Do not locate HVAC ducts or air handlers in the garage.
Design the HVAC system to be located within the conditioned space of the home, either in a utility closet or in an air sealed conditioned attic, basement, or crawl space.
Install all ducts and air handling equipment inside the conditioned space of the home (or in an insulated attic, basement, or crawlspace) and within the home’s air barrier to isolate the ducts from the garage environment.
If the air handling equipment must be located in the garage, construct an insulated, air-sealed closet to enclose the equipment.
See the Compliance Tab for related codes and standards, and criteria to meet national programs such as DOE’s Zero Energy Ready Home program, ENERGY STAR Single-Family New Homes, and Indoor airPLUS.
Historically, in many parts of the country, air handling equipment and ductwork was installed inside the attached garage to preserve livable space within the home. However, this common practice can cause indoor air quality issues within the home by actively drawing contaminants from the garage environment, through the air distribution system, and into the home. Garage air contaminants such as gasoline fumes, auto exhaust fumes, paint, and other chemicals pose a health and safety risk to occupants. These contaminants must be prevented from entering the living space by ensuring a tight air barrier between the house and attached garage.
HVAC equipment and ductwork should not be located in the garage where it can act as a conduit for air movement between the garage and the house. In addition, any walls, ceiling cavities, and floor cavities separating the garage from livable space should be extensively air sealed.
Consider placement of the HVAC system in the initial design stage of the home. There are many ways to include the HVAC system within the conditioned space of the home. They can be installed in a utility closet or utility room in the home, in an unvented attic, or in an insulated and air-sealed basement or crawlspace.
If a system must be located in the garage, an insulated and air-sealed closet should be constructed to completely isolate the HVAC equipment from the garage. This closet should be equipped with a sealed and weather-stripped door with self-closing hinges that is wide enough to allow for future equipment replacement.
How to Separate Ducts and Equipment from the Garage
- During the design stage, plan for the duct system and equipment to be located inside the conditioned space of the house and not in the garage.
- Locate all ductwork and equipment within the air barrier of the home and completely isolate it from the attached garage by extensive air sealing. Do not locate equipment or ductwork in the garage, in the house-to-garage common walls, ceiling, or in the exterior walls of the garage.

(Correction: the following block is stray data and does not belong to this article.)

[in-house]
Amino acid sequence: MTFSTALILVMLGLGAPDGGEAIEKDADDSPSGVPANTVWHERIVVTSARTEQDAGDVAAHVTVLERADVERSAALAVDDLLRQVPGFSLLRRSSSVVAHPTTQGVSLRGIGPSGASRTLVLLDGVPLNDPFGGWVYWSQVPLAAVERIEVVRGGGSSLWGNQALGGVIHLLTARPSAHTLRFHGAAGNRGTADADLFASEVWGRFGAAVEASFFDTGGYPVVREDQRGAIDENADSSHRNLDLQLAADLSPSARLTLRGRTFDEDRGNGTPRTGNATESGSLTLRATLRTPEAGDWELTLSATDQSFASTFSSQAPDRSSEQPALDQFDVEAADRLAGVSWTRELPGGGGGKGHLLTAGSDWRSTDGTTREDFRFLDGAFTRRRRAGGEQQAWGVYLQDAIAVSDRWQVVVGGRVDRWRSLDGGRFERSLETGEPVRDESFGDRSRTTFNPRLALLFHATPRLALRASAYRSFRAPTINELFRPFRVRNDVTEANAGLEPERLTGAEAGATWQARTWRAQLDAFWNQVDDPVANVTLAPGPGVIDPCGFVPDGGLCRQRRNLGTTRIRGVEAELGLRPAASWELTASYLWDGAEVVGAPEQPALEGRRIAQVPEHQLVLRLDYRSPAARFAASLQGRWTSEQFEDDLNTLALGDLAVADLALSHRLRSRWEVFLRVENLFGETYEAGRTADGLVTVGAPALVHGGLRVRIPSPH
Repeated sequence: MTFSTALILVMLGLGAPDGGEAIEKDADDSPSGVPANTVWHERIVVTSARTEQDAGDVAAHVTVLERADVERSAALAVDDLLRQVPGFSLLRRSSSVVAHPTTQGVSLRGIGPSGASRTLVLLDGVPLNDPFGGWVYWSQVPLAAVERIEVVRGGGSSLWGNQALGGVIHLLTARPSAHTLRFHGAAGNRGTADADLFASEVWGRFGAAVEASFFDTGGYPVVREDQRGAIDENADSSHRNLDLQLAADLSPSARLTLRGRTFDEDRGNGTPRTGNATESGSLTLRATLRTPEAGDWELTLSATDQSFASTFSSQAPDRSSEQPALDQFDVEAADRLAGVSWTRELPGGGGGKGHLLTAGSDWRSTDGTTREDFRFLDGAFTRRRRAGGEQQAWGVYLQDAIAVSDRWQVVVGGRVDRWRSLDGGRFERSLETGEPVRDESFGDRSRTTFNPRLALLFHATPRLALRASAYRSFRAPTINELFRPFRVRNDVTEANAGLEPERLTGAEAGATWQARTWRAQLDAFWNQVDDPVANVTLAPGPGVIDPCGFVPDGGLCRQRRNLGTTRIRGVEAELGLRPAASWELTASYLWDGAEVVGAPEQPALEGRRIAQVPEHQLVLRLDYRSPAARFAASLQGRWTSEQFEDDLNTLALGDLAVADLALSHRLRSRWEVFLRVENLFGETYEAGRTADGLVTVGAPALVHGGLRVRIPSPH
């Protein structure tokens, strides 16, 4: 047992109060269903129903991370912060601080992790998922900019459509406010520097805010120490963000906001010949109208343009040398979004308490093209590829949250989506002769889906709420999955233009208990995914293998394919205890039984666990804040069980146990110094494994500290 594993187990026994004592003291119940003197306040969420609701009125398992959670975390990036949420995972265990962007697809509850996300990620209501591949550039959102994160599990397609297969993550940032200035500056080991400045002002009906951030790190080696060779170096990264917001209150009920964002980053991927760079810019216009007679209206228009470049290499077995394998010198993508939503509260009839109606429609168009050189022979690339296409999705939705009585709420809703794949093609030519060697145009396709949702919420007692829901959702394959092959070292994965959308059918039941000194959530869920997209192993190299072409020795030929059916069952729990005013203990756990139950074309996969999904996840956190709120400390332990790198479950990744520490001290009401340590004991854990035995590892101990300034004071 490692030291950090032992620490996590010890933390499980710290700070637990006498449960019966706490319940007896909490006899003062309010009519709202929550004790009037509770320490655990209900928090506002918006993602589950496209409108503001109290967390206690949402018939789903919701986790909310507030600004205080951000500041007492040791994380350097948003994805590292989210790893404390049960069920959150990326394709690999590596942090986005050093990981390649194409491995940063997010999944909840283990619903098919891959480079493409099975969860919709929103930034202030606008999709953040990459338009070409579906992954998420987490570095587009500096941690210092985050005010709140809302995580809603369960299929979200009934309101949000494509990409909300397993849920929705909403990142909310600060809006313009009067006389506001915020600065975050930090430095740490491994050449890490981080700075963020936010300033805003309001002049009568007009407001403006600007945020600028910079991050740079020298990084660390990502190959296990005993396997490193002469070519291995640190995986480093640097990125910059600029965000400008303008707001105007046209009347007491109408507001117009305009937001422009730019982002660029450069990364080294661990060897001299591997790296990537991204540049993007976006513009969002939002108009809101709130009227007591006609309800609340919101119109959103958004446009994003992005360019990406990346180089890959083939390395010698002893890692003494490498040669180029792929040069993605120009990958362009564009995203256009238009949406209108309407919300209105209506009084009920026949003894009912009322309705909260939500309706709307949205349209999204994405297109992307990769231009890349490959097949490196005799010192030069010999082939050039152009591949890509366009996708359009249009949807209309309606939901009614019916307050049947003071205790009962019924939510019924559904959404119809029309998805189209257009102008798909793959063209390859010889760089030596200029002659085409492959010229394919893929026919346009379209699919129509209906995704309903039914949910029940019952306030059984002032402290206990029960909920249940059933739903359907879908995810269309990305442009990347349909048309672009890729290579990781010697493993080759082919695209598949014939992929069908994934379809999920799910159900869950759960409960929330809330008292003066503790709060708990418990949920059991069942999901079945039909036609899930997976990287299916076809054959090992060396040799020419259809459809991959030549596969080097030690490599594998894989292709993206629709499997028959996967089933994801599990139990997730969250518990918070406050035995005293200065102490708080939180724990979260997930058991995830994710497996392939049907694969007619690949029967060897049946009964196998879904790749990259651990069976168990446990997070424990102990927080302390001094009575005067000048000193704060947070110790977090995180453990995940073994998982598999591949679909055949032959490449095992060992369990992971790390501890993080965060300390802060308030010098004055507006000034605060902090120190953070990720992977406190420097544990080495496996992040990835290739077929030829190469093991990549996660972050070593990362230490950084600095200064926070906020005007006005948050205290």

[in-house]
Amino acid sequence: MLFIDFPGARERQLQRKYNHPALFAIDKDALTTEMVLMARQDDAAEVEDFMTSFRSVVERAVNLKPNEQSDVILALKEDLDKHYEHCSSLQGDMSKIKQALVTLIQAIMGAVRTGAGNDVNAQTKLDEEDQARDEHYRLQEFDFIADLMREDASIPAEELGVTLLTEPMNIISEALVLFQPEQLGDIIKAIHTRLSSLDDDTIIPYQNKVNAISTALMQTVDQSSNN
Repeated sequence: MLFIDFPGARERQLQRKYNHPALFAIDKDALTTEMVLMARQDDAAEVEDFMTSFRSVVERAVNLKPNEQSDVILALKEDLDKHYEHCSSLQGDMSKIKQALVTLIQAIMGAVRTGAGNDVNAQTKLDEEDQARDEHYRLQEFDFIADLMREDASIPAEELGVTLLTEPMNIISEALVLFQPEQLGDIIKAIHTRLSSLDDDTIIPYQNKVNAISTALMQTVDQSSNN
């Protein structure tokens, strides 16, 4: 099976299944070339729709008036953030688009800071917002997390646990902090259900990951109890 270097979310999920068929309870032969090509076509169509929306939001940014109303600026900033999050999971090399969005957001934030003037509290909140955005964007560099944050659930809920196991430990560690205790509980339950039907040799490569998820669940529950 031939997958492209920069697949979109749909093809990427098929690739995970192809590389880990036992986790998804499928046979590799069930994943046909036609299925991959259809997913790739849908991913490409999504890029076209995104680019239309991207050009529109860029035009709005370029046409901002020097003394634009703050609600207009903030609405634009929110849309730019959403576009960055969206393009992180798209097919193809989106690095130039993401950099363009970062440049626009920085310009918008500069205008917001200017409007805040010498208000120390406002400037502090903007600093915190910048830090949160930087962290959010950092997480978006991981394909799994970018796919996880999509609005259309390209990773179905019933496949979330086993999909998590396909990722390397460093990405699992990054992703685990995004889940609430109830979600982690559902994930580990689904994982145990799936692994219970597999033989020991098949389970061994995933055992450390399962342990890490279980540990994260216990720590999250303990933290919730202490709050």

- Follow and utilize all Air Conditioning Contractors of America (ACCA) Manuals J, S, D, and T protocols when designing the HVAC system. See Figure 1 for which ACCA manuals to use at which stage in the design process.
- During the design stage, locate all duct runs to provide the most efficient access for installation within the home. This can be achieved in several ways: with properly sized chases, bulkheads, furred interior walls, or interior partition walls. Or, ducts can be installed in a sealed and insulated attic or crawlspace or basement.
- If equipment must be located in garages, construct a well-sealed equipment closet around the equipment. Insulate the walls, then tape and mud the drywall to create a conditioned, air-sealed room for the equipment and any attached ductwork. Work with trades to sequence the HVAC and drywalling work; some drywall may need to be installed before the HVAC equipment and some after (see Figure 2). Seal all framing bottom plates to the garage slab using a closed-cell foam “sill seal.” Weather strip the closet door to ensure no air transfer occurs between the closet and the garage. Install spring-loaded hinges that automatically close the door if it is left open. Seal all joints in the air handling equipment per manufacturer requirements. Seal all ductwork with fiberglass mesh tape and mastic paste. See Figure 3. Additional information can be found in the guides Air Seal HVAC Cabinet Seams, Air Sealing Attached Garages, Garage Rim/Band Joist Adjoining Conditioned Space, and Air Sealing Doors Adjacent to Unconditioned Space. Also see the Building America Measure Guideline report: Air Sealing Mechanical Closets in Slab-On-Grade Homes.
- If any natural draft or power-vented equipment (HVAC and/or water heating equipment) is located in the closet, provide sufficient combustion makeup air through a ducted outdoor air intake to prevent back-drafting of the flue gasses. Back-drafting can draw combustion by-products into the air handling equipment, which can then be distributed into the occupied space of the house, causing a health and safety hazard for the occupants.